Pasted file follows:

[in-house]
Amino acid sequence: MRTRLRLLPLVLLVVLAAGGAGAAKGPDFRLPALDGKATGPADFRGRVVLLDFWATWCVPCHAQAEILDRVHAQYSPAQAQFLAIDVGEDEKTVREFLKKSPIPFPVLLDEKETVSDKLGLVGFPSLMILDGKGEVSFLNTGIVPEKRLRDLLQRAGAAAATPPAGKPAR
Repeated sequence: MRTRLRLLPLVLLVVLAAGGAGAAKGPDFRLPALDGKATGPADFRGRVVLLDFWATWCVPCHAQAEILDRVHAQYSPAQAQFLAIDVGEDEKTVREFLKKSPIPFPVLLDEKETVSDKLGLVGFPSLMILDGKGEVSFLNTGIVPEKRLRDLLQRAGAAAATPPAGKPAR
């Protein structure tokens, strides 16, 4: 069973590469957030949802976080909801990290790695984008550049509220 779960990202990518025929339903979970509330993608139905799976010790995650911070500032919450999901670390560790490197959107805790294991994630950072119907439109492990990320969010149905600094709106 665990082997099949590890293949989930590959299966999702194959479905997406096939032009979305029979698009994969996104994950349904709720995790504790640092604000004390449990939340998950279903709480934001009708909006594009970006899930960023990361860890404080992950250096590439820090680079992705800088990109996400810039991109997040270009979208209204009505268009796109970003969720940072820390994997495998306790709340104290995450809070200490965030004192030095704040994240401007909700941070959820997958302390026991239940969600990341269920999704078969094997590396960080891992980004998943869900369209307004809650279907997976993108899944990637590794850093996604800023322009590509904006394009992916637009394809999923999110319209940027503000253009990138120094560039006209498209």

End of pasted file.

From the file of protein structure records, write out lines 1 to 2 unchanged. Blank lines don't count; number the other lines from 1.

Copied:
[in-house]
Amino acid sequence: MRTRLRLLPLVLLVVLAAGGAGAAKGPDFRLPALDGKATGPADFRGRVVLLDFWATWCVPCHAQAEILDRVHAQYSPAQAQFLAIDVGEDEKTVREFLKKSPIPFPVLLDEKETVSDKLGLVGFPSLMILDGKGEVSFLNTGIVPEKRLRDLLQRAGAAAATPPAGKPAR